MY HAWAII BY Colin Sewake


Location: Motobu-cho, Feb. 7, 2018

When I think of symbols that represent Japan, three images come to mind: Mt. Fuji and Hello Kitty and sakura cherry blossoms. Fortunately for me, I’m able to enjoy these beautiful flowers in bloom every winter season, even while living in this tropical prefecture. The weather begins warming in Okinawa before it does in other parts of Japan, so the sakura typically bloom here between the end of January and the beginning of February. Most of the blossoms in Okinawa are darker pink in color, which contrasts with the much lighter pink blossoms found in mainland Japan. They actually look pure white from a distance.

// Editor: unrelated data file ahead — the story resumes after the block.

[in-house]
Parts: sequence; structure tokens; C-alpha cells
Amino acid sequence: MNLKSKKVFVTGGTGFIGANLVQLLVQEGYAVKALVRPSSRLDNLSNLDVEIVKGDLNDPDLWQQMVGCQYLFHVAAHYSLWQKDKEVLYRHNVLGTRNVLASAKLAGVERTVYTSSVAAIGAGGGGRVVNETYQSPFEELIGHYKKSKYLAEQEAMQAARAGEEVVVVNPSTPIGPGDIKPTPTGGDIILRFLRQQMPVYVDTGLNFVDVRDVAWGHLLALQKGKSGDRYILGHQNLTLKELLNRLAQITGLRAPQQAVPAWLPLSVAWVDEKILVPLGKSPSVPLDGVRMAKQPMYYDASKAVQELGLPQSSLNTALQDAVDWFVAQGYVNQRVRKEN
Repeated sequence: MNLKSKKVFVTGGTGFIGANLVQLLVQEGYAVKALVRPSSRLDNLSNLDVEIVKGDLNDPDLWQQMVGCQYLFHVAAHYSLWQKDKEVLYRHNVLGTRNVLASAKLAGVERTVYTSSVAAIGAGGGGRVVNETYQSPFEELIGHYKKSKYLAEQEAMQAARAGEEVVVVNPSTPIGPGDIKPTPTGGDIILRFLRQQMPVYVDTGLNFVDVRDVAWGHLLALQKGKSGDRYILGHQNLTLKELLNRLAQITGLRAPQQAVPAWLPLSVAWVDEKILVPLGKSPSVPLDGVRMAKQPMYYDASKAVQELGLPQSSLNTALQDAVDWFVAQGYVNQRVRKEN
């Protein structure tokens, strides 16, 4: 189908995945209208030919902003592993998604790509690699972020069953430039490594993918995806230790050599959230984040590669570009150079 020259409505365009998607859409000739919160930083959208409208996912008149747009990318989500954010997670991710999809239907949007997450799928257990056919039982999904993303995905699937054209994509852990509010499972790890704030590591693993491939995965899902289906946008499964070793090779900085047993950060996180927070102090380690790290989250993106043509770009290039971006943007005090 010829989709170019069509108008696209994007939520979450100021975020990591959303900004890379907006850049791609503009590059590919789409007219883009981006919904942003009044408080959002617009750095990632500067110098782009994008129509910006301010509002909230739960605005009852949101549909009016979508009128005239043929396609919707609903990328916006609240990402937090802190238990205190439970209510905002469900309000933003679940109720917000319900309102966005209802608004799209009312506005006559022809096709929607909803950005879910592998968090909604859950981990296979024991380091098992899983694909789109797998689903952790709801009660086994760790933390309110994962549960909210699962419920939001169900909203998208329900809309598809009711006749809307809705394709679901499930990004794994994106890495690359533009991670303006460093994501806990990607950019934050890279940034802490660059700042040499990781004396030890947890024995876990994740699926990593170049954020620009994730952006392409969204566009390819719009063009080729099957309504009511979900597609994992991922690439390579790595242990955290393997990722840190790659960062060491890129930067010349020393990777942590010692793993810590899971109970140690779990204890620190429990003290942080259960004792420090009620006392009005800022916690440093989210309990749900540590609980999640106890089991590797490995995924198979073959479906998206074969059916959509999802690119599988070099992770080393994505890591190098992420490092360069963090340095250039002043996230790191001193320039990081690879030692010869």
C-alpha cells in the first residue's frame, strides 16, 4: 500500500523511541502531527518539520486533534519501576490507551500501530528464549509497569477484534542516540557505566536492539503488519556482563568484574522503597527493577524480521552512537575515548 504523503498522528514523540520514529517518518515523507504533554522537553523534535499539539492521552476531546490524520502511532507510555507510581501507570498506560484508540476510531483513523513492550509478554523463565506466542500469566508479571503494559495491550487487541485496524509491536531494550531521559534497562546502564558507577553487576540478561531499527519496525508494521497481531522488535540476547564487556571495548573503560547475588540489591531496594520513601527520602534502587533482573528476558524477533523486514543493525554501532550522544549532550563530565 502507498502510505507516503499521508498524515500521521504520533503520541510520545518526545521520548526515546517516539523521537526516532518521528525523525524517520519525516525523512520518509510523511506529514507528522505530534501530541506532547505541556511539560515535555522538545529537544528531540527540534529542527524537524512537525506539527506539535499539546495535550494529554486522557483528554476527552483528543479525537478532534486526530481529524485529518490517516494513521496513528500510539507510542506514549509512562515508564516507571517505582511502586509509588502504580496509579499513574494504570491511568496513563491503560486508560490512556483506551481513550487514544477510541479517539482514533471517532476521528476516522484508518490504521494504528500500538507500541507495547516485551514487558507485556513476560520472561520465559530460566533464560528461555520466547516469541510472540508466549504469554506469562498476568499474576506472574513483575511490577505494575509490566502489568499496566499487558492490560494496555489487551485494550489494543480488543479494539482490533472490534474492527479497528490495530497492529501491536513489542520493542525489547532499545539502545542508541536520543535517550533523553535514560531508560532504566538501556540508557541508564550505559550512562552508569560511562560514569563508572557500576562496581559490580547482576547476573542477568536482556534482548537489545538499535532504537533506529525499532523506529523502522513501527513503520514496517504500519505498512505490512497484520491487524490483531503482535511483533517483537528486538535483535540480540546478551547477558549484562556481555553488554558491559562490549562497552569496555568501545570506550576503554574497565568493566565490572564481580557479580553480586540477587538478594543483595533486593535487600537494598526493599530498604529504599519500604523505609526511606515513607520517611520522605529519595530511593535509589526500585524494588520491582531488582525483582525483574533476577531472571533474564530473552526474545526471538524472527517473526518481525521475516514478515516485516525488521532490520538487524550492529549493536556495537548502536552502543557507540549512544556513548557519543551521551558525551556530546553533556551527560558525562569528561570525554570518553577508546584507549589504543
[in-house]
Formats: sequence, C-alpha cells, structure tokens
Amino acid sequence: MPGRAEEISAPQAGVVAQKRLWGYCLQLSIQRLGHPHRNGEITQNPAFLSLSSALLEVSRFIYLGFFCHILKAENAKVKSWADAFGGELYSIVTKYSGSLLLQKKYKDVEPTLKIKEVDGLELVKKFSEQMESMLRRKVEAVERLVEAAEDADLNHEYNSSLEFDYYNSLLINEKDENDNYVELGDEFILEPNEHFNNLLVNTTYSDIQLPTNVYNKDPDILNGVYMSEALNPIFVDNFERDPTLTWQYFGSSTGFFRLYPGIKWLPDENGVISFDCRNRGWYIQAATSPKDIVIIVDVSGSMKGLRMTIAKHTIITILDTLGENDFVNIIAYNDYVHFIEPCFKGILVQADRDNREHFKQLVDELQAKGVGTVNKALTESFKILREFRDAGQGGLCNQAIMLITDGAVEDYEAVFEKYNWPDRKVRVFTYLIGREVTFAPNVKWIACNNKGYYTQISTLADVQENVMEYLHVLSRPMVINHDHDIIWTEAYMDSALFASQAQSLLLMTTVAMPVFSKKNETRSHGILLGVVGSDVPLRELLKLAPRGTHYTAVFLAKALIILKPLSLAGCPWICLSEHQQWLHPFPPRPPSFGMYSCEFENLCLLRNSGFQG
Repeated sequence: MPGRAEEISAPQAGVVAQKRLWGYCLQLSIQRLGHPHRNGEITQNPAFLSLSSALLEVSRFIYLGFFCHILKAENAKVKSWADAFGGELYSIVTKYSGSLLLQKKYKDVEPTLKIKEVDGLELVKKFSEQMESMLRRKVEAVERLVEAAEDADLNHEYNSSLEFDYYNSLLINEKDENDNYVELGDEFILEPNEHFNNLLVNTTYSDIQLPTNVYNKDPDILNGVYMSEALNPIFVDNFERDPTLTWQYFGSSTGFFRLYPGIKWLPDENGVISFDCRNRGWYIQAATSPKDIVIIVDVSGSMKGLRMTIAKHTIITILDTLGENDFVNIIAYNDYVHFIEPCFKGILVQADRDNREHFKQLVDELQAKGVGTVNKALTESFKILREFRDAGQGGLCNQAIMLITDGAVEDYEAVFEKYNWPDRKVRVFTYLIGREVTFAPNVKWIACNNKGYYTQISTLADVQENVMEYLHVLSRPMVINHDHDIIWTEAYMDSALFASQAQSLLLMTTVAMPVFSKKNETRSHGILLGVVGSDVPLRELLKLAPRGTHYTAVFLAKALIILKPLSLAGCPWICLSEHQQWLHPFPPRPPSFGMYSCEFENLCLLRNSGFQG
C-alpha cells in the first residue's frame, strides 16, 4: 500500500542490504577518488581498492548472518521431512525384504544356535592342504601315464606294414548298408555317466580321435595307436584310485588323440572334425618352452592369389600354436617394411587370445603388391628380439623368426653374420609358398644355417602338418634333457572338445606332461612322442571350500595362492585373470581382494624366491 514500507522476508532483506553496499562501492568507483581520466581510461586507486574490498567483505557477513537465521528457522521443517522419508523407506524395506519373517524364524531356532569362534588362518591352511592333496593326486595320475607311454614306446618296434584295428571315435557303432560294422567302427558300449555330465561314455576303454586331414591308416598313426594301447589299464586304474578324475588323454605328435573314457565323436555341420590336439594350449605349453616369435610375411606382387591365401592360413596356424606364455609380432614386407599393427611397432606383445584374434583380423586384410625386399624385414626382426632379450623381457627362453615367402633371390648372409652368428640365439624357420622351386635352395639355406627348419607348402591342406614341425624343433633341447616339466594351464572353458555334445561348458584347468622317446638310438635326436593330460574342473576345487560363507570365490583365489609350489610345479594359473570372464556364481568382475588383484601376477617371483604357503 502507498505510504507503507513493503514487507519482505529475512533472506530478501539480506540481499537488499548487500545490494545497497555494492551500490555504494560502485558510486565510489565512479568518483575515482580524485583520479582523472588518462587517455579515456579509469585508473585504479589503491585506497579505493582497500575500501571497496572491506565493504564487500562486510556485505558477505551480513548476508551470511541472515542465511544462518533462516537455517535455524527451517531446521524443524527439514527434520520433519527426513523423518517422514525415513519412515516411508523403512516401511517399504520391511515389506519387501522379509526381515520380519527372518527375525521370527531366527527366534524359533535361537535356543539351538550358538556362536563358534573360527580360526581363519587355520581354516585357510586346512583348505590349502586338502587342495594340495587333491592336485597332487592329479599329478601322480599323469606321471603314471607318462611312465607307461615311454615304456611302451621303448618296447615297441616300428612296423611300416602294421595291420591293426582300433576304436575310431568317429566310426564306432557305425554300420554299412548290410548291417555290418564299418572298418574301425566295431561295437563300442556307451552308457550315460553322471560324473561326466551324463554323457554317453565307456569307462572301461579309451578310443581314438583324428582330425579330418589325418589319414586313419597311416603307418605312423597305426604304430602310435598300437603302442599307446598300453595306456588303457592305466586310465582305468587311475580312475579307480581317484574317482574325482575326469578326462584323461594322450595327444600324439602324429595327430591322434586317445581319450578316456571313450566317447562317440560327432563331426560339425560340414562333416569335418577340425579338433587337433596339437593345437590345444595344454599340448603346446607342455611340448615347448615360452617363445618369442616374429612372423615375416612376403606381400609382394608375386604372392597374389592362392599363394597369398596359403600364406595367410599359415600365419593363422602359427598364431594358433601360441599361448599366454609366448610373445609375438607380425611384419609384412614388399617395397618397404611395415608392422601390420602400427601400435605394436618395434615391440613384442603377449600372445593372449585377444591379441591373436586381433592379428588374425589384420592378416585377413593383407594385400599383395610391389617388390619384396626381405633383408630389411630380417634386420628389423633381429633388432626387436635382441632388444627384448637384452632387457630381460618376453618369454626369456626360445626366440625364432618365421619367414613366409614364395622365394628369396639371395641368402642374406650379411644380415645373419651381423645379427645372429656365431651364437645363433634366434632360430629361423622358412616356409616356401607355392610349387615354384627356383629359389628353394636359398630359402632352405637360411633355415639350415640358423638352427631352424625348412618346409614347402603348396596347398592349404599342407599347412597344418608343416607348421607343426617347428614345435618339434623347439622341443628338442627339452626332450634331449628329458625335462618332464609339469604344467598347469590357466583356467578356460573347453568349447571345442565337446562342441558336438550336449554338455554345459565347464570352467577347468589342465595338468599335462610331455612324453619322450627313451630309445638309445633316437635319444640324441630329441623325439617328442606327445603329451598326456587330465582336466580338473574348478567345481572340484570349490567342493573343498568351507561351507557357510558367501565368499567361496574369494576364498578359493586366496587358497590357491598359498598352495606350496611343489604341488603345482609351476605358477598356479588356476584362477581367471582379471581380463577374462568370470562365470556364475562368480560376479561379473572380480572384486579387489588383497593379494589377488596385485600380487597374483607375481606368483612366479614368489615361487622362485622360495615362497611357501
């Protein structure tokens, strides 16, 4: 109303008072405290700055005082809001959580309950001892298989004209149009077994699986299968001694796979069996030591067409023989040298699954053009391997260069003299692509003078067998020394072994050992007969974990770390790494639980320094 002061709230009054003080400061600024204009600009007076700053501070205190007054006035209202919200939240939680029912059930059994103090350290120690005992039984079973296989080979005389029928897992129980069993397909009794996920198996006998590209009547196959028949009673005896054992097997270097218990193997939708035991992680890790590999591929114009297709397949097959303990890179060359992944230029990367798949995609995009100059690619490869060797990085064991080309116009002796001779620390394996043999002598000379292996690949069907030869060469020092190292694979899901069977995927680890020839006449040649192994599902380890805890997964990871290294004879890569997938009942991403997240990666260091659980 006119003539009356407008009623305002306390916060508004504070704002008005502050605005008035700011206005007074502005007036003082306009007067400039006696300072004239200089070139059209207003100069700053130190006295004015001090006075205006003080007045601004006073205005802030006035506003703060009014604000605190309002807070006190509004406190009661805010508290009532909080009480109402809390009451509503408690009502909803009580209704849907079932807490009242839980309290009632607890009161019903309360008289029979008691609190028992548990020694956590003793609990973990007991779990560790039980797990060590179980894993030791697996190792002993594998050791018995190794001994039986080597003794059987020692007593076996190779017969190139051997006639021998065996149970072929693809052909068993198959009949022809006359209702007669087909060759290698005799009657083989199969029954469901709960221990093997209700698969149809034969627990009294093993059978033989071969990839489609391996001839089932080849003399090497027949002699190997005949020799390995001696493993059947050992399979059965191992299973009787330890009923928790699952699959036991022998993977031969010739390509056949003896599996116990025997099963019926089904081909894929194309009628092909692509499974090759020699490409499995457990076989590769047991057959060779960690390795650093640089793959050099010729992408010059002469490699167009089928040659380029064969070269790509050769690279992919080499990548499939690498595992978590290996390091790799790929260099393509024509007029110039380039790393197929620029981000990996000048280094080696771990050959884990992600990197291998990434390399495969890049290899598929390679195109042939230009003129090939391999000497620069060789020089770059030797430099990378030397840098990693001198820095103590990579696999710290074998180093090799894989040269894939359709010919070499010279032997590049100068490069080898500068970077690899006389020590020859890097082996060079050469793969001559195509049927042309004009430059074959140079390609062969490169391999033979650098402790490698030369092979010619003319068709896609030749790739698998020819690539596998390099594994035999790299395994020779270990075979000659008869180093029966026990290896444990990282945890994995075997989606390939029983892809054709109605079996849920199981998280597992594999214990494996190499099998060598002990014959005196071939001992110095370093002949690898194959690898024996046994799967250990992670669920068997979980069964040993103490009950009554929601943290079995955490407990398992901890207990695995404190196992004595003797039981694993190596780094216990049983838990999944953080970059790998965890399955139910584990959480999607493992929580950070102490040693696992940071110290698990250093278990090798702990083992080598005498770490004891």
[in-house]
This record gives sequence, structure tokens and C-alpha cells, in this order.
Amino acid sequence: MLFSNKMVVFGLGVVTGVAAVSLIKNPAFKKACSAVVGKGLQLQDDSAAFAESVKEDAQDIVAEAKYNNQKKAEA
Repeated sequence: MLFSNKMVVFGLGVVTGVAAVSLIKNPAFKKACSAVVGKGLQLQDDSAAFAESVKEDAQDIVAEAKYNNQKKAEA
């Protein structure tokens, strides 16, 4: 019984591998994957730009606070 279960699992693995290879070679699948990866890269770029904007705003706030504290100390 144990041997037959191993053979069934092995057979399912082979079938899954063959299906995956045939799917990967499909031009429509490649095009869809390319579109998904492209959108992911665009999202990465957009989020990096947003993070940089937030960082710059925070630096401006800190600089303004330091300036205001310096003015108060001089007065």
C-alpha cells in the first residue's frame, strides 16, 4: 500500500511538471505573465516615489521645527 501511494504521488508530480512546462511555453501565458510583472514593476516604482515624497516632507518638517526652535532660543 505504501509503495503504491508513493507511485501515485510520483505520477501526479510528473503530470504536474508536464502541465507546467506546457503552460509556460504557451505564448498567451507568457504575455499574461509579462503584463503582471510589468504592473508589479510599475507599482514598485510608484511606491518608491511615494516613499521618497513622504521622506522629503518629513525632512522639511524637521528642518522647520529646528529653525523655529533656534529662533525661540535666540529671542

Sakura in mainland Japan bloom after Okinawa’s, all the way up through April. I was fortunate to see them in bloom during several trips to Tökyö while on Air Force Reserve duty at Headquarters, United States Forces Japan at Yokota Air Base. There were a bunch of trees growing on one side of the headquarters building. I enjoyed seeing both the flowers in bloom and the petals falling gently, like snow, every time I walked in or out of the building throughout the day for several weeks during the season. That brings up another difference between Okinawa sakura and mainland Japan sakura. The petals of the sakura in mainland Japan break off individually. In Okinawa, however, the complete blossom falls to the ground.

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